Why Are Bandit Governors Being Removed Only Now, And Not 10-15 Years Ago?

“Hello, Vladimir Vladimirovich.”

“Yes, I’m listening.”

“The security forces received information that the Khabarovsk Governor is a criminal with ties to the criminal world. What should we do?”

How would you personally answer this question as President? Of course, I want to tear my shirt and shout: “Jail him, of course! Once he’s found guilty!”

But it seems to me that not everything is so simple in such situations. The answer will depend on the specific stage of development of the state and the tasks assigned to it.

No matter how cynical and disgusting it may sound, but sometimes the state needs such “bandit governors” and it is definitely not worth jailing them in packs.

Stop throwing tomatoes at me and let me explain my position a little. And this position, by the way, is similar to what I described in the article about bullying.

20 years ago, when our army was “forgotten by God” and attention wasn’t paid to it, bullying was a convenient way to manage military personnel.

The commanders did not really fight with it, because the army did not have any specific combat missions. The soldiers only had to paint the fences and skilfully clean the snow. Bullying not only did not interfere with this, but even helped, removing the burden from officers on senior soldiers and sergeants (“grandfathers”).

Later, when Russia needed an effective and modern army capable of conducting operations such as in Crimea and Syria, bullying, if not eradicated to zero, then reduced simply by an order of magnitude.

The state started to invest trillions in the army, which means that it started to demand efficiency and a progressive management system. Bullying didn’t fit into this model.

It’s about the same with governors.

15-20 years ago, Russia was just being pieced together. Back then there was no task as developing the regions. The goal was more primitive – to keep all regions within the Russian Federation and subordinate them to a single centre (to build a vertical of power).

This required controlled and loyal local elites. In each region, the loyalty of the elites was achieved by different methods, but I am sure there was also such a method as “having kompromat on the head of the region”.

Yes, this article is just my guess.

A version, hypothesis, personal opinion. It may not be true, but it’s worth thinking about.

In the early 2000s, the regions were not given any super-tasks and money was not invested in them (for example, in the army, one only needed to paint fences and march on the parade ground), and therefore the “bandit Governor” was more than convenient:

  • He was controlled from the centre;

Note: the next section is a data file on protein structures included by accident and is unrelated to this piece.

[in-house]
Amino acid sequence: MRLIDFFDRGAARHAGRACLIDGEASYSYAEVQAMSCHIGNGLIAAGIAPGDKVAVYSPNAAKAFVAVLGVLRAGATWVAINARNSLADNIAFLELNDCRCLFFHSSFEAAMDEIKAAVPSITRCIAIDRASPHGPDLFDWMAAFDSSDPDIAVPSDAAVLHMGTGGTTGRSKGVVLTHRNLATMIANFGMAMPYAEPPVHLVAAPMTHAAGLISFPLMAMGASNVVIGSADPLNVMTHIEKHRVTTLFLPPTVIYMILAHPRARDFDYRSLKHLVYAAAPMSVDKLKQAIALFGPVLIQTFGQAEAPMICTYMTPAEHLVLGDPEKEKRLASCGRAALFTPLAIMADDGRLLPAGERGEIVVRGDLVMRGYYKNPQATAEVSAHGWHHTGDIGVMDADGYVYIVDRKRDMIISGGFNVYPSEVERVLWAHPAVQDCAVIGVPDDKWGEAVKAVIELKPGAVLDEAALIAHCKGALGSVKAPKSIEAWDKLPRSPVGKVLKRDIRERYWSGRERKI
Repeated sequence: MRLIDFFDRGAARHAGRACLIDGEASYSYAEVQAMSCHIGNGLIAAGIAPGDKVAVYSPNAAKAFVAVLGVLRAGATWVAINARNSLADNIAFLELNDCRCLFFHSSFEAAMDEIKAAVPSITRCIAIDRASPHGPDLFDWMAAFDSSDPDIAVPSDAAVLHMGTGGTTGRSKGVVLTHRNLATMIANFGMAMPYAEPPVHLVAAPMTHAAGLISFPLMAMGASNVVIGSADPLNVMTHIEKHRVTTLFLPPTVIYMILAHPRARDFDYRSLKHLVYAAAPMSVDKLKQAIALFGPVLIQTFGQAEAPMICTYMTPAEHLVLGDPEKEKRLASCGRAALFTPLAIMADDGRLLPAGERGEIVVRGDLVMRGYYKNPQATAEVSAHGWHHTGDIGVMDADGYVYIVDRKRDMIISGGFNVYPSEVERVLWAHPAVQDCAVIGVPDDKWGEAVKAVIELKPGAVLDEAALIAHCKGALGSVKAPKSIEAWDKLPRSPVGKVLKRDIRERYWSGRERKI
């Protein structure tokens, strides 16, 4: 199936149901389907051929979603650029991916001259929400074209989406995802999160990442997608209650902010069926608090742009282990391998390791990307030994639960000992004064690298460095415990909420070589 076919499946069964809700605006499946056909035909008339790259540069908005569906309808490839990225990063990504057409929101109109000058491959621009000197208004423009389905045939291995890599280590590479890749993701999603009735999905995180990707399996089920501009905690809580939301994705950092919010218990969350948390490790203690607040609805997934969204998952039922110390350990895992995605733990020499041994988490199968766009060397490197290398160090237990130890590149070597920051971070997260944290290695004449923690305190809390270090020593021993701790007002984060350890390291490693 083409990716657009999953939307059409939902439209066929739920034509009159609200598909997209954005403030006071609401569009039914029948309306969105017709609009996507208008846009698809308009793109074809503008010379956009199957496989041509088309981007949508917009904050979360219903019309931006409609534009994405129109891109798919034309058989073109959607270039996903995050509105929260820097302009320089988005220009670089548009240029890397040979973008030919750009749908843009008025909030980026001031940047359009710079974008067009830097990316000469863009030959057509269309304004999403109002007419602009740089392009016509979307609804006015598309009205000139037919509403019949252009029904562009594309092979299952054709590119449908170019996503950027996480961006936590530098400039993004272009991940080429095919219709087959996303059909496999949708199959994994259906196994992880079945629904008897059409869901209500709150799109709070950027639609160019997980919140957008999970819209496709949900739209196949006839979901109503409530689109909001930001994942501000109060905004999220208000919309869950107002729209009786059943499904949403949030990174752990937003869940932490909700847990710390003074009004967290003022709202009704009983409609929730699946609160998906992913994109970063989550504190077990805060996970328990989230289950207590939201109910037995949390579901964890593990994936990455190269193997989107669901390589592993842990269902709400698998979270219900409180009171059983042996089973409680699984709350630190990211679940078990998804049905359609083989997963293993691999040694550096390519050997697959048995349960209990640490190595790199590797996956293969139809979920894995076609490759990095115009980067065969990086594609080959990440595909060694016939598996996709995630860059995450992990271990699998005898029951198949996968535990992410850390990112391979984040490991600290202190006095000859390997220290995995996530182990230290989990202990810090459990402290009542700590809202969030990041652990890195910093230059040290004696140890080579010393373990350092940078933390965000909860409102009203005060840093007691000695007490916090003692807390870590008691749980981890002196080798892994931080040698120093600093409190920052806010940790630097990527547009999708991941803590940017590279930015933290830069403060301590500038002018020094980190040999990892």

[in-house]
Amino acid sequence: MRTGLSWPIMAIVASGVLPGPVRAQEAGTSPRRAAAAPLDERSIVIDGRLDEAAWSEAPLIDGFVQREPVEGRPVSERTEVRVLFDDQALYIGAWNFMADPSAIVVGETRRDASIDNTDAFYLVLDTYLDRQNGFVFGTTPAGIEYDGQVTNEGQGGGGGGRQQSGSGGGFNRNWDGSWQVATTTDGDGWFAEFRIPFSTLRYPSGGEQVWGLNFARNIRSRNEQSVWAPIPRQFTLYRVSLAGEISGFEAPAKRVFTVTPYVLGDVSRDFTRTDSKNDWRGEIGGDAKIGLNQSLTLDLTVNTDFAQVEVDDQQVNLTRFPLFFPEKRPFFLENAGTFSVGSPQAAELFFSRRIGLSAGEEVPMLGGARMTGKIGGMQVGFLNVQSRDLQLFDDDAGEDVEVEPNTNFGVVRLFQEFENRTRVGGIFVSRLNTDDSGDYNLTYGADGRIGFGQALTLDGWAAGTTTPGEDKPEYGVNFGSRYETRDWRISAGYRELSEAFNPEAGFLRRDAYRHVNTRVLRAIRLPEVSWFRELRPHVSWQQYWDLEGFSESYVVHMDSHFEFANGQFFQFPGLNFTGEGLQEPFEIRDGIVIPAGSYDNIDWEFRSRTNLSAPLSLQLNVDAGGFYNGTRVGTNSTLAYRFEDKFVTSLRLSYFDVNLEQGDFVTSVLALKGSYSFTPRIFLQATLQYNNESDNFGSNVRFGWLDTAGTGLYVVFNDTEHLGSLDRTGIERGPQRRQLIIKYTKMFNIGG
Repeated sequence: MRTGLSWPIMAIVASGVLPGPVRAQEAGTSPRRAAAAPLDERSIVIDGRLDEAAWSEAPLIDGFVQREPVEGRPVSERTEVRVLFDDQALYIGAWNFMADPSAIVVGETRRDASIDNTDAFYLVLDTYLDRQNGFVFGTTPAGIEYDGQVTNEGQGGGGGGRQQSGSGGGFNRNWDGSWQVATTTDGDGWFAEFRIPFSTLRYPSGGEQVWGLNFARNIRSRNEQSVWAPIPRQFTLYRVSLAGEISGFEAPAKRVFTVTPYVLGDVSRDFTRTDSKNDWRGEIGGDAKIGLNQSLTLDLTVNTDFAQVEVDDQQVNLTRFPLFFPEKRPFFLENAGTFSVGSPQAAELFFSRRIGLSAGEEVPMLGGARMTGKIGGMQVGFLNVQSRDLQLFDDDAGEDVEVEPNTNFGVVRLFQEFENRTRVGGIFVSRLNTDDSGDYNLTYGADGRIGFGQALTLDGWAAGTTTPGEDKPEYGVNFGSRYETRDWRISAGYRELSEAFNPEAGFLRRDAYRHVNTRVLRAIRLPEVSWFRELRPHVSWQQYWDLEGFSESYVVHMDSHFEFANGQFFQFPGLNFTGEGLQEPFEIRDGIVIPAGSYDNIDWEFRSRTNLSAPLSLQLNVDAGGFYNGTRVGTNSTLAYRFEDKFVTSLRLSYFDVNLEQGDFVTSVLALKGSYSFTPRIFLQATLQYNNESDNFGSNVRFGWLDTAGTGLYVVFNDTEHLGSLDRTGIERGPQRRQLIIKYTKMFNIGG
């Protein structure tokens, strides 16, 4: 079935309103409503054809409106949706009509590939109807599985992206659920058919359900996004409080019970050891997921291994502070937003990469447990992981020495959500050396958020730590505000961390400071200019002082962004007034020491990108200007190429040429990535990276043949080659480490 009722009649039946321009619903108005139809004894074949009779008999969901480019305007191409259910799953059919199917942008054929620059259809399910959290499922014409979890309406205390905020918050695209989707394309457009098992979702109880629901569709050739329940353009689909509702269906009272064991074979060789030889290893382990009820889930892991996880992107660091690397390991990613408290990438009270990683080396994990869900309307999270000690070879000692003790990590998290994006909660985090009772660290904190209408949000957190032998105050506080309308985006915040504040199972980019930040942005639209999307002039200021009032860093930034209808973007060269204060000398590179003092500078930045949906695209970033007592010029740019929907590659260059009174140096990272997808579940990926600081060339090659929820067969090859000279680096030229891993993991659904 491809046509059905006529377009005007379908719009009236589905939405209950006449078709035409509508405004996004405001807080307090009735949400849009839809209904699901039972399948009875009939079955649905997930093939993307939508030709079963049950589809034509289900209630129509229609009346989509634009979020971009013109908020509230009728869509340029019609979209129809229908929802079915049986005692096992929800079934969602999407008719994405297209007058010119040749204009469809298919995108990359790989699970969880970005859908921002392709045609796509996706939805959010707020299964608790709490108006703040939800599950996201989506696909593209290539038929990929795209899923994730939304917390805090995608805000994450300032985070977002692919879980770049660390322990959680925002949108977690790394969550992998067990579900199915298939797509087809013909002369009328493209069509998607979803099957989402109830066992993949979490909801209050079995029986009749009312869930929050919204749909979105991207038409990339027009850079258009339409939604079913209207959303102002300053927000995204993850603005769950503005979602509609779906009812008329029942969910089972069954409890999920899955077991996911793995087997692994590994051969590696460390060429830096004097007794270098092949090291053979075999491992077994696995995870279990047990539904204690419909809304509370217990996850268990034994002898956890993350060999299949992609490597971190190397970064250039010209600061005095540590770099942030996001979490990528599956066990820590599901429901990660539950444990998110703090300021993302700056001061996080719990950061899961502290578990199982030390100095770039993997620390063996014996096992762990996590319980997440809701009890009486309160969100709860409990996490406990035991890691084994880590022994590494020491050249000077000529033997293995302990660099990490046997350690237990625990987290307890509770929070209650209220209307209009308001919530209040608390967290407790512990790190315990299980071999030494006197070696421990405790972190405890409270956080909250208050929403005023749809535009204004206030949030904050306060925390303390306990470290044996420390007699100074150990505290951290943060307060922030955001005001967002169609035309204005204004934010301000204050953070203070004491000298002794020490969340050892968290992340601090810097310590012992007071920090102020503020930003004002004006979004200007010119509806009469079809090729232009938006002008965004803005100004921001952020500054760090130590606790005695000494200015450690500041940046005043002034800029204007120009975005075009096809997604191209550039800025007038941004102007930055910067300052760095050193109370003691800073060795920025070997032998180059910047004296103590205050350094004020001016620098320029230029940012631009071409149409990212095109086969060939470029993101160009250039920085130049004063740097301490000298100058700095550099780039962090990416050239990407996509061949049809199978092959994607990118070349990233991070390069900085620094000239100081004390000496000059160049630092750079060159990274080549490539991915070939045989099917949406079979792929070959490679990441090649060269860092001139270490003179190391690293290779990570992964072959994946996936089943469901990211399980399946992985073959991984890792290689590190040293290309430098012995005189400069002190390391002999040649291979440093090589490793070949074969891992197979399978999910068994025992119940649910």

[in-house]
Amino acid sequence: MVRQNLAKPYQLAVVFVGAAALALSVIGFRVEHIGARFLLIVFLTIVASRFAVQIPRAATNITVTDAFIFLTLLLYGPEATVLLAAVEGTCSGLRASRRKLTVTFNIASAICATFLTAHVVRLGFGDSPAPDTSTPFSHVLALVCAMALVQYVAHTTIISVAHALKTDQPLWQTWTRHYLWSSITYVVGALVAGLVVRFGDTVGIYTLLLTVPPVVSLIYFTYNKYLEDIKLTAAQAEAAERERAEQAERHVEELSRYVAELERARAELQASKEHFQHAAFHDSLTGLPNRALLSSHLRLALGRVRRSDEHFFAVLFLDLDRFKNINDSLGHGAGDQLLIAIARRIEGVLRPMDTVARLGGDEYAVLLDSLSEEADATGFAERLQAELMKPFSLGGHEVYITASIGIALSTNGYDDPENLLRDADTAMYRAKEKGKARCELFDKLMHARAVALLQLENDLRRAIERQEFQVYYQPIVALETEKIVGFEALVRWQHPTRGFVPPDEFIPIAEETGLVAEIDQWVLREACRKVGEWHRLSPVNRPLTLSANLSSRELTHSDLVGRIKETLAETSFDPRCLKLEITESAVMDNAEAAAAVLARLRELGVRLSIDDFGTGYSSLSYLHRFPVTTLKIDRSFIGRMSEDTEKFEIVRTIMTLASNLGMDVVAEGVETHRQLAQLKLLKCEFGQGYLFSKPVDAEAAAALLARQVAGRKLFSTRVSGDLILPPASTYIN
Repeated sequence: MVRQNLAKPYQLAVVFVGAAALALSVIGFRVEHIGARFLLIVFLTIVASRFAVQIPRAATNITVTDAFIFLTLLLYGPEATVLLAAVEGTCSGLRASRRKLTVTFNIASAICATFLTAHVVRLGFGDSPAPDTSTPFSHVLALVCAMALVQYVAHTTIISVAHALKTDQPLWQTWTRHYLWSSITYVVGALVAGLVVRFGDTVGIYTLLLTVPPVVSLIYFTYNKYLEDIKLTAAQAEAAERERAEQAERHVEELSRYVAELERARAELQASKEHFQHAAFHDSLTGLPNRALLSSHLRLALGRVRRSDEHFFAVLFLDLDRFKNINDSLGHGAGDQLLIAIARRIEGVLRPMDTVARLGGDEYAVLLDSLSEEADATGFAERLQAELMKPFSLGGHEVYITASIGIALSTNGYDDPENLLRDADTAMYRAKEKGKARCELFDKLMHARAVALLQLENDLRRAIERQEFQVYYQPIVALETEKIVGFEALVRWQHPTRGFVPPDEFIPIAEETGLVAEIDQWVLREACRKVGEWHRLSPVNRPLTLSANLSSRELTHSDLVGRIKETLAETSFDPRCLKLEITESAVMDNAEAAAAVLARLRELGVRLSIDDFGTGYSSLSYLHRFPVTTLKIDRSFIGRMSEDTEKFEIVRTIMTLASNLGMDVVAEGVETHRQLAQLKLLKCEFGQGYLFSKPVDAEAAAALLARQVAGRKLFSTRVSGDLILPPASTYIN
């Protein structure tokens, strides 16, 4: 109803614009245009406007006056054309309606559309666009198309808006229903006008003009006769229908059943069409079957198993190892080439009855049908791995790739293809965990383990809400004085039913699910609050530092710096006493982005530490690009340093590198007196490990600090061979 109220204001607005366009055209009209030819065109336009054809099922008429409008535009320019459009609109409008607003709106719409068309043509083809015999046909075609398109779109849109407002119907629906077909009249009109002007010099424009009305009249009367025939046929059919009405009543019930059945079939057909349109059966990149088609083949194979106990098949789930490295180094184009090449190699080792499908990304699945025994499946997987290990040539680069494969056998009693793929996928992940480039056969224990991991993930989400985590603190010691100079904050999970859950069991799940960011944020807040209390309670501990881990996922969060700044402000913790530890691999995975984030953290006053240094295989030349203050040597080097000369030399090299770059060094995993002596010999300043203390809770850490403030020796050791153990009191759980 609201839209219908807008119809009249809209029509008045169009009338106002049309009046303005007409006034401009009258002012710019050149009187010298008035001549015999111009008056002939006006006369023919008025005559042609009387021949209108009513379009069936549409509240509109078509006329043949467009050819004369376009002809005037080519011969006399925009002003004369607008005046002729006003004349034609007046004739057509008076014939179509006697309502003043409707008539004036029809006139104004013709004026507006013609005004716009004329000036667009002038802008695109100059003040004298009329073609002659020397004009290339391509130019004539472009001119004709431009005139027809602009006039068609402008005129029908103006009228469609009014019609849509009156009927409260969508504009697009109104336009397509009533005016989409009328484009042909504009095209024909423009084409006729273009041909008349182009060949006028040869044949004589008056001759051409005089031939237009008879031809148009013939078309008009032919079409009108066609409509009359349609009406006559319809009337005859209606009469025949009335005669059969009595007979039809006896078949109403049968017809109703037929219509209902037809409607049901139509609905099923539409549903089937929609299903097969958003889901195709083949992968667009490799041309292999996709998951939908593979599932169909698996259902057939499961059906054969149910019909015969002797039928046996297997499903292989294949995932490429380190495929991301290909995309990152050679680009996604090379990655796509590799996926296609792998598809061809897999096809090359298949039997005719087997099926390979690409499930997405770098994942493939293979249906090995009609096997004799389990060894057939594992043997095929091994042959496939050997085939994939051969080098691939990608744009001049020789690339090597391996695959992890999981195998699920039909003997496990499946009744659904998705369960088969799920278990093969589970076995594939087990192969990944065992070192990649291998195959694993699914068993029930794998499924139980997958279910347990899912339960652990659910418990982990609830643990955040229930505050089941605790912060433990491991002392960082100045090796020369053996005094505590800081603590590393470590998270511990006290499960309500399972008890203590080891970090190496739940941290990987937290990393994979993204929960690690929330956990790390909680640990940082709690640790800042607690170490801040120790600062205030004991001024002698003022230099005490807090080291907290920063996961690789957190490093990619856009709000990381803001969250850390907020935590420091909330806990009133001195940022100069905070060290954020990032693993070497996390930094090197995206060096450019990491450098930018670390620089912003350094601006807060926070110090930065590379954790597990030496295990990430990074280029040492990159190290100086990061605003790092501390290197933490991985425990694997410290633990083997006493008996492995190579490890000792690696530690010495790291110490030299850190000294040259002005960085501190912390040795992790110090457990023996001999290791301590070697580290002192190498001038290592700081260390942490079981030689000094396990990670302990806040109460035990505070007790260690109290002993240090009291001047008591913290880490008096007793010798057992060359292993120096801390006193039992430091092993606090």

• He could hold the region in his fist and prevent separatism;

I.e., roughly speaking, the unspoken agreement with the Governor was: “We won’t touch you, and you’ll give us a 100% guarantee that you will not have any mood for secession and riots in the region.”

In addition, it seems to me that it was simply impossible to have a Governor who wasn’t a bandit in those days. Various organised crime groups and criminal authorities would hardly allow a “stranger” to manage financial flows.

We remember how the non-bandits Evdokimov (the head of the Altai Territory) and Lebed (the head of the Krasnoyarsk Territory) ended up. There is no doubt that if 39-year-old Degtyarev had been bluntly sent from Moscow to Khabarovsk in 2000, he would not have lasted long there. Most likely, he would not have held out in this world as a whole.

So, at the initial stage, Moscow had this task:

  • Get rid of all separatist tendencies and to subordinate the local elite;
  • Have a way to influence local criminal groups (through the same governors);

Then, after getting a breather in 10-15 years, Moscow methodically and without much noise fought against organised criminal groups, reducing their influence by several orders of magnitude.

Also, during this period, Moscow built a vertical of power and strengthened the rule of law, strengthened the army, the FSB, and other power structures.

As a result, the moment finally came when no organised criminal groups could show resistance to any decision made by Moscow.

Even the appointment of a 39-year-old Muscovite as head of one of the most criminal (in the past) regions of the Russian Federation. Or the appointment of the Muscovite Vasiliev as the head of Dagestan (!).

It is at this stage that it became possible to invest trillions of rubles in the regions, which we are now seeing. Investing them earlier, of course, did not make any sense.

After all, why invest in the Khabarovsk territory, if local organized crime groups will steal everything and there will be no real benefit from investment? It’s like putting wallpaper on rotten walls.

Yes. As sad as it may sound for all of us, “big salaries and pensions like in Europe” are wallpaper that is glued to filler, which is smeared on the wall, and the wall is put on the foundation.

In 2000, we didn’t even have a solid foundation. I.e., we didn’t have one at all:

  • At least elementary law and order;
  • Effective army and security forces
  • An effective financial and tax system
  • Good macroeconomic indicators (low inflation, unemployment, large gold reserves, small debt, sufficient GDP per capita, etc.)

Now that all this has been built, it’s possible to “glue the wallpaper”, i.e., move to investment within the country, in the regions.

It is here that we need a real Governor and not one just driven by bandits. Furgal is not the first “assistant” in this process. And he’s definitely not the last one.

In general, interesting times are waiting for us, comrades. I don’t doubt it a bit.

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